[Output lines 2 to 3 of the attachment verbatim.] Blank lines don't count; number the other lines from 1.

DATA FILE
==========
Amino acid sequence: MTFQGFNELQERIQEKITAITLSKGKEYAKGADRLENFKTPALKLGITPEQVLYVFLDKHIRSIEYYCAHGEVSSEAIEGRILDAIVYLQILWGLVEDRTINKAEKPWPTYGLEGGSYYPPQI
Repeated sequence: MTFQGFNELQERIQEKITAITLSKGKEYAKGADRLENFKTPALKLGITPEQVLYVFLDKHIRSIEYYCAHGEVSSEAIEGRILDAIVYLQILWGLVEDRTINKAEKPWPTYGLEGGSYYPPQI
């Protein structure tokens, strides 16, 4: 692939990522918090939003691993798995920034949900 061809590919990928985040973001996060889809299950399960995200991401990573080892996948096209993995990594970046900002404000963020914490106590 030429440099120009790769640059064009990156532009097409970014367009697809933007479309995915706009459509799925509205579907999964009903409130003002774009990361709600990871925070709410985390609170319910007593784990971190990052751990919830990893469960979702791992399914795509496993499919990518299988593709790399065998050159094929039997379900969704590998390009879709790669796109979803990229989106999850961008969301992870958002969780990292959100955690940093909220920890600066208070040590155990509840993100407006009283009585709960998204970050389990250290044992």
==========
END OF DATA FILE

Repeated sequence: MTFQGFNELQERIQEKITAITLSKGKEYAKGADRLENFKTPALKLGITPEQVLYVFLDKHIRSIEYYCAHGEVSSEAIEGRILDAIVYLQILWGLVEDRTINKAEKPWPTYGLEGGSYYPPQI
């Protein structure tokens, strides 16, 4: 692939990522918090939003691993798995920034949900 061809590919990928985040973001996060889809299950399960995200991401990573080892996948096209993995990594970046900002404000963020914490106590 030429440099120009790769640059064009990156532009097409970014367009697809933007479309995915706009459509799925509205579907999964009903409130003002774009990361709600990871925070709410985390609170319910007593784990971190990052751990919830990893469960979702791992399914795509496993499919990518299988593709790399065998050159094929039997379900969704590998390009879709790669796109979803990229989106999850961008969301992870958002969780990292959100955690940093909220920890600066208070040590155990509840993100407006009283009585709960998204970050389990250290044992």